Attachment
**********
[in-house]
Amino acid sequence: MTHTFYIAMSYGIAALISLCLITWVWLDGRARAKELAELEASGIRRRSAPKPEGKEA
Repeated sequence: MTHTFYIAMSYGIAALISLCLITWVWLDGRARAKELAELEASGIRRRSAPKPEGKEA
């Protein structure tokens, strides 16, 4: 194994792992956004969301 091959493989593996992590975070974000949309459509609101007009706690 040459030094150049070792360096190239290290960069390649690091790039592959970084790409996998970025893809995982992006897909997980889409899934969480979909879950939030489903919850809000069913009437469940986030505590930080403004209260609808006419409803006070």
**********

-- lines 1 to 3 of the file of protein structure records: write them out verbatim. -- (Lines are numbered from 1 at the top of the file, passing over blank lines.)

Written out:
[in-house]
Amino acid sequence: MTHTFYIAMSYGIAALISLCLITWVWLDGRARAKELAELEASGIRRRSAPKPEGKEA
Repeated sequence: MTHTFYIAMSYGIAALISLCLITWVWLDGRARAKELAELEASGIRRRSAPKPEGKEA